Some clients are very hands-off, some clients are very hands-on. I think the clients that tend to be hands-on are nervous, and they want to input a lot, and then I think it's a case of managing them as best you can to sway any fears, to help them understand that things are in hand, and that there's progress. Data is a key one there, and constant reporting back on where they're going.
I think we're living in an age as well where people want to see immediate results, and sometimes that's not possible, brands take time to move. Even within digital disciplines like SEO, it takes quite an amount of time to move, some clients are looking for performance campaigns to deliver in a month, and you're going "well, we've just set up, we're in the process of managing, we're looking at optimising, you're not going to really see returns for about two or three months, so you're gonna have to bear with us as we go through that". Again, it's constant education, a lot of the time we found that education is key.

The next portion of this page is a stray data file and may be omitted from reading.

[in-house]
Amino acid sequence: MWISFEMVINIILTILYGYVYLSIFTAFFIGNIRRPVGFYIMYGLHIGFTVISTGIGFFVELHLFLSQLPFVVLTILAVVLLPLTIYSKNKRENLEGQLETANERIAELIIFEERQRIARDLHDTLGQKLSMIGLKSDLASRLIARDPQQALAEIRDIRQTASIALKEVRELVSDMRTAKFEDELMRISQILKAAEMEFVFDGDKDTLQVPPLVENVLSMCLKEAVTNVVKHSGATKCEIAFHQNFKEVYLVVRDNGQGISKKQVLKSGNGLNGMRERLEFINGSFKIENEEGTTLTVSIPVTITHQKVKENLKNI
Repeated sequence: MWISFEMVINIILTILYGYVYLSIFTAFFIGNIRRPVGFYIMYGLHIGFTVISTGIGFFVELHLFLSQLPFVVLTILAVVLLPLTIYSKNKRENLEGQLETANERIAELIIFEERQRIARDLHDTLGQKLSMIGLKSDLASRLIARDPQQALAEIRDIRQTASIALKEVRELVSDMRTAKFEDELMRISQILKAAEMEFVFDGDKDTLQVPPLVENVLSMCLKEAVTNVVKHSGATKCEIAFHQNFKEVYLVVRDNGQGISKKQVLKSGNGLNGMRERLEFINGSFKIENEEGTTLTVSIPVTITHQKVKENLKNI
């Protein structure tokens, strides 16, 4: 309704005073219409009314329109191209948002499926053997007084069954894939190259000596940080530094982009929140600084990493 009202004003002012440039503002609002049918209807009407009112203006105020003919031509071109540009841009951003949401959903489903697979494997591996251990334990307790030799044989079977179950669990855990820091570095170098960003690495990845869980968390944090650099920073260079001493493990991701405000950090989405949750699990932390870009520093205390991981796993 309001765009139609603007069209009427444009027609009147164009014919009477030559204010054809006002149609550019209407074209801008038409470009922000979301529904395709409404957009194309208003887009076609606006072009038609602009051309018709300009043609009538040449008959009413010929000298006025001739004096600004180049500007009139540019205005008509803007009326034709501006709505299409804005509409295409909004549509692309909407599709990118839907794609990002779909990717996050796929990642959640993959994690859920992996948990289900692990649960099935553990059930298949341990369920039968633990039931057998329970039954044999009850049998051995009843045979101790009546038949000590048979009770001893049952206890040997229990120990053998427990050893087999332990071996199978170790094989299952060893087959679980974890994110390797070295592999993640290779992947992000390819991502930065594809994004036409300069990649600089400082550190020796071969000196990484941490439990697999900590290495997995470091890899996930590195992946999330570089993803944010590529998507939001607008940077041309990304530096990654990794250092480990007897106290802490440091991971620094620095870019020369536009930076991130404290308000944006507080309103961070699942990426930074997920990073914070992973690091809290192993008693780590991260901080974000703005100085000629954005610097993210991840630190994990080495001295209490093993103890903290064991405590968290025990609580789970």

Lunch and learns with clients, going in and being that educative consultant to them, helping them keep abreast of where the market is, where the industry is, where their category is. It's like judo, you're constantly having to roll with the client in different ways depending on who they are.
Then there are clients who are extremely hands-off, and just allow you to get on with it. They are dream clients in many ways for us obviously, because there's a level of trust there. It may not have started that way, we may have had to get to a place where we have earned trust, and I think agencies do have to earn trust, it's no longer a case of we can do this, we can do that, there's too many people out there saying that they can deliver, but don't really demonstrate it or back it up with the results.